Gluten

Gluten

Gluten is a protein present in the seed of cereals such as wheat, rye and barley. AND, like all proteins, it is also responsible for tissue regeneration, for being part of the composition of our muscles, for acting in the defense of the organism and in the transformation of energy, since it is catalyzed in the presence of enzymes and hormones.
When mixed with water, the gluten swells, forming a very thin network. In other words, it is exactly this network that will give elasticity to bread doughs, making them grow well and maintain their shape. When gluten is formed, this network traps the gases released during fermentation and this causes the masses to grow.
This gas is the carbon dioxide, or famous “yeast fart”, which expands under high temperatures. In the same way, gluten, once formed and shaped, is resistant to this temperature variation. Therefore, even if its hydrogen bonds cease to exist due to water evaporation, it maintains the product’s formatting during and after the oven.
The dough needs to be kneaded for gluten formation, but with some caveats. The first is that mechanical friction must happen up to the famous veil point (point where the gluten has already formed and the dough is elastic to the point of gently stretching without it breaking) or until the dough is around 27˚C.
Therefore, it is always very important to knead your dough properly, so that the gluten networks develop well and you have a satisfactory end result! If the gluten networks are weak, the dough will not have enough elasticity to expand when the air bubbles formed during fermentation start to grow. The gas bubbles would then swell and explode, causing your bread to run out of volume.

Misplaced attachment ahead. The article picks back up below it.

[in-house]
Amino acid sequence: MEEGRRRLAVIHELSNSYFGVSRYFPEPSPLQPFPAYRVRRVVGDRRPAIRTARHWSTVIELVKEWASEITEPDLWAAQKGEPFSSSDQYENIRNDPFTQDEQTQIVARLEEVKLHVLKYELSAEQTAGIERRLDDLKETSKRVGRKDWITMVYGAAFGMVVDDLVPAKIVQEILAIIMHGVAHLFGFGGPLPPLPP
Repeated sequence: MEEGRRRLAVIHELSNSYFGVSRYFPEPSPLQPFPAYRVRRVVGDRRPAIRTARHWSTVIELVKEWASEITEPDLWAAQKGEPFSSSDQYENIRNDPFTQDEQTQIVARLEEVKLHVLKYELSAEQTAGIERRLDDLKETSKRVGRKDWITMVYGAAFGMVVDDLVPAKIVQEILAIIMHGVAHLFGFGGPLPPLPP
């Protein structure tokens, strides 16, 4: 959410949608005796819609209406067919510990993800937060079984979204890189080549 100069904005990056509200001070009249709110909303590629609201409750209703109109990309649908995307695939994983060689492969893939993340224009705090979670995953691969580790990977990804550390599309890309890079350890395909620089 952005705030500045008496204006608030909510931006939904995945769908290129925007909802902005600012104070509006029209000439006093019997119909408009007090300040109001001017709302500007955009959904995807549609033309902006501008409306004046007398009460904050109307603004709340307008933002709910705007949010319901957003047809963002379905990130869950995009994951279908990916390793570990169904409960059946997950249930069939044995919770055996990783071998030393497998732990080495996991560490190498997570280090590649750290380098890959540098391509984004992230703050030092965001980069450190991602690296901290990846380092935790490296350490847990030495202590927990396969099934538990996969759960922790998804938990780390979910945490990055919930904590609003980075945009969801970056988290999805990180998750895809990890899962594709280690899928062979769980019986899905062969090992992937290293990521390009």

However, if gluten network it is too heavy, that is, if you get excited and knead your bread too much, the fermentation air bubbles will not be able to expand and you will have a bread with very dense dough. A very funny example that they use out there is comparing the bread dough with a gum: the more you chew, the harder it gets!
Therefore, it is essential to pay attention to the temperature and / or the veil point in the case of breads, and only beat until homogenized after adding flour in the case of cakes. This is the recipe for success.
When the bread is baked, the gluten protein coagulates, that is, the gluten will no longer be elastic and from there the final volume of your bread will be determined. The final result of its preparation should always be a firm but soft bread inside and with a light texture!
Photo: Getty Images
Collaboration: Marcella Coser

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